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Rethink your business on the web

The Internet will change everything sooner than you might think. And enterprise software vendors' CEOs say now is the time to rethink. Brian Tinham reports

If they do nothing else, manufacturers should now be rethinking their businesses, recognising that even in the mid-market the Internet will change everything. They should also be looking at integrating their internal islands of IT and their external supply chains - building a responsive, inclusive foundation before venturing into e-business. That's the consensus from CEOs of enterprise system (ERP) software vendors.

Doug Massingill, CEO of JD Edwards, says manufacturers are going to have to deal with the rising tide of web-based industry trading exchanges, like that for automotive, now embracing Ford, GM and DaimlerChrysler.
And he says this is just the tip of the iceberg - citing the impact of the web on, for example, customer relationship management (CRM), planning and even getting products to market - all of which will require new thinking.

Steven Sasser, president and CEO of US-based Symix, is passionate on the subject: "The business is going to be the network," he says. "The Internet will be part of every business, so everyone will be in e-business, just like everyone is a phone company" And he insists, "you have to ask yourself, `how are you going to compete?'."

Sasser is emphatic: "You must do your IT investment thinking now There's an industrial revolution going on: you've got to add, change and delete processes, relationships and assets:'
Bjorn Algkvist, CEO of Swedish Intentia, agrees. "e-business will have an enormous impact: and that means reconsidering your technology and your infrastructure. It's one of the most important strategies for manufacturers."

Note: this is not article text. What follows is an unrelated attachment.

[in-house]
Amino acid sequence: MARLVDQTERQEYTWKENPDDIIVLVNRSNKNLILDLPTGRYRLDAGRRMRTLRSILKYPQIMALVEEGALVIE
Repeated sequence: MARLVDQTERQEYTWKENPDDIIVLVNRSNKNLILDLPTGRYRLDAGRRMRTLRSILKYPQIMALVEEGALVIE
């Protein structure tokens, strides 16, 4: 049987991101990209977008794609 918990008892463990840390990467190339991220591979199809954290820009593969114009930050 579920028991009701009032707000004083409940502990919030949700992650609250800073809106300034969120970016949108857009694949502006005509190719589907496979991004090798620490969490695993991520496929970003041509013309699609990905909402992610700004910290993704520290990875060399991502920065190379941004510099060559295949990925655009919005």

Sasser lists the essentials: "work out how you're going to communicate with and manage your customers, your distribution channels, inside your four walls - and your suppliers: everything. [ERP] isn't just about internal business processes any more. It's how are you going to operate faster than ever before?" His advice: "Prioritise - decide what's my new vision for the business; how will it change with the web. What are my strengths and weaknesses?"

The point is the Internet is a commodity no-one can ignore. There are opportunities and threats, and companies must start to review what the external world will look like in terms of partners, suppliers and customers - and what they'll need in terms of IT Once they've done that, the transformation can take more time.
There are several issues; and first is external inter-enterprise integration between partners on the supply chain. You'll need to consider the tightness you want and what's an acceptable level of trust. But from an IT perspective, Massingill says: "Everyone needs a strategy that recognises that it's a homogeneous world [of different systems out there. So EAI (enterprise application integration) is very important." But he adds: "You need active business processes - transactions with events. How messages flow between systems is what moves you from integration to interoperability"

Algkvist is pragmatic: "Manufacturers are going to have to extend their processes into customers and partner organisations.Today we are still doubling up on work - like quality inspection: we're wasting resources and making for longer lead times. Companies have to invest in IT and better business practices to make partner/supplier alliances work."